Who Created Christianity? is a collection of essays by top international Christian scholars who desire to reinforce the relationship that Paul had with Jesus and Christianity.
There is a general sense today among Christians in certain circles that Paul’s teachings to the early Christian church are thought to be “rogue,” even clashing at times with Jesus’ words. Yet these essays set out to prove that the tradition that Paul passes on is one received from Jesus, not separate from it.
The essays in this volume come from a diverse and international group of scholars. They offer up-to-date studies of the teachings of Paul and how the specific teachings directly relate to the earlier teachings of Jesus. This volume explores with even greater focus than ever before the tradition from which Paul emerges and the specific teachings that are part of this tradition. This collection of essays proposes a complementary work to the work of David Wenham and his thesis that Paul was indeed not the founder of Christianity or the creator of Christian dogma; instead, he was a faithful disciple and a conveyer of a prior Christian tradition.
The essayists who contributed to this volume bring a collective several centuries of scholarship to bear and the fruits of that experience glisten on every page. Stanley Porter, Graham Twelftree, Rainer Riesner, Joan Taylor, Alister McGrath, Craig Evans, Sarah Harris, Mike Bird, Steve Walton, Greg Beale, and Holly Beers among other lesser known and nonetheless finely gifted academics have seen to it that critical issues facing New Testament scholarship are brilliantly addressed.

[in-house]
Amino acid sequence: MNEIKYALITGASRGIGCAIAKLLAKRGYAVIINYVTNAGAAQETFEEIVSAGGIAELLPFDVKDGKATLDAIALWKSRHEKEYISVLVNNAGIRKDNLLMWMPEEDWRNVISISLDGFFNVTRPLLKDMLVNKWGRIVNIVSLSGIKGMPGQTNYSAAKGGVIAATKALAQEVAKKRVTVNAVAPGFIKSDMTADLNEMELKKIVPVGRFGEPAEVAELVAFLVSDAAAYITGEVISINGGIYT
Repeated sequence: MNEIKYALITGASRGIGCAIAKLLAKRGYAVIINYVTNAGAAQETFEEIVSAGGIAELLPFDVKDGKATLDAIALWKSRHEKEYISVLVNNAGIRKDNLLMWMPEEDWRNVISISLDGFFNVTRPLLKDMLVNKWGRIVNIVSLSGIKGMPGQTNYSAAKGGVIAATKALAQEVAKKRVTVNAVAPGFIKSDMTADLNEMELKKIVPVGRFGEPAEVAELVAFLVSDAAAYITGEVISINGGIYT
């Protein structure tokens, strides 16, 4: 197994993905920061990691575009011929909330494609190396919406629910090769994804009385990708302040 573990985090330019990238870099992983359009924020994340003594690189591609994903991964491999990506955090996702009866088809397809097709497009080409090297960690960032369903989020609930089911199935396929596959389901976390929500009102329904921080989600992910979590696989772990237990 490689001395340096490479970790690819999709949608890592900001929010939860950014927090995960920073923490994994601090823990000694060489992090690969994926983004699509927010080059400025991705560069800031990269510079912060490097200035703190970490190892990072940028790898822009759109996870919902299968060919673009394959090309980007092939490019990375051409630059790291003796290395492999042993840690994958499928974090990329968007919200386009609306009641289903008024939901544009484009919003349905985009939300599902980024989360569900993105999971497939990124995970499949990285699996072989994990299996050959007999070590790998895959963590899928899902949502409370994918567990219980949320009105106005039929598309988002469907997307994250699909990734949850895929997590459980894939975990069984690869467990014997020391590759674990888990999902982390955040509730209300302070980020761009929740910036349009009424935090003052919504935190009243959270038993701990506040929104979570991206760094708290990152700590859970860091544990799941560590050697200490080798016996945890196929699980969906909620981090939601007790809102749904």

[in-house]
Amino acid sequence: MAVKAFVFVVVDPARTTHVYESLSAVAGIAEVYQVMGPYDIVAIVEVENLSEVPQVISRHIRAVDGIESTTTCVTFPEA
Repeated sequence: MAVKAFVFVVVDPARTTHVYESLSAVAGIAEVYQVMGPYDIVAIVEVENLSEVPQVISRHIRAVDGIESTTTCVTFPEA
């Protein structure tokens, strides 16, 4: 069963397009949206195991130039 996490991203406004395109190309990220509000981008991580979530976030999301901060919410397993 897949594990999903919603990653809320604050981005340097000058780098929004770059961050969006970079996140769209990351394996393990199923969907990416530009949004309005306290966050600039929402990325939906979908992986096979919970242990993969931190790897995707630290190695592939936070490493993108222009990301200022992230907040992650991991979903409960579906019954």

Jesus and Paul are the two most important persons in the history of Christianity. How significant is well known but WHY is a question seldom enough asked. This collection asks, and answers.
The volume is comprised of six parts (personally I would have gone for seven) and in those parts the discussion is framed, Gospel origins are looked into, the oral tradition and its connection to Jesus and Paul is examined, the main themes of research concerning Jesus and Paul are discussed, women according to Jesus and Paul are investigated, Paul’s relationship to the Gospels and Jesus in the letters of Paul are also grist for the academic mill.
The best essays, in my view, are those by Twelftree, Riesner, Taylor, Bird, and Walton. They are incredibly informative and have the merit of not repeating what are well known details.
The honoree of this Festschrift, David Wenham, is both deserving of the honor and honored by the high quality of scholarship on display in this work. And while there are more than enough books on Paul out and about these days and plenty on the historical Jesus, few bring the two together and none do it as brilliantly as is done here.
In his foreword Wenham concludes
My hope is that this book, for which I am very grateful. will encourage ongoing sane and fruitful study of the Paul and Jesus question.
From his lips to God’s ears, as we say down here. With the abundance of insane monographs ranging from the lunacy of the Jesus mythicists to the virtual worshipers of Paul, it is refreshing to read a volume that actually takes us forward in quest of answers to serious issues.
I highly, highly, highly recommend this work. If you only have time to read a few of the contributions, do read the five I note above. But if you can make time for the whole work, you will not regret it. Indeed, you will ‘redeem the time’ and it will be a far better use of your limited lifespan than hopping on the game machine to play the fortnite (or whatever time wasting frolic is popular these days).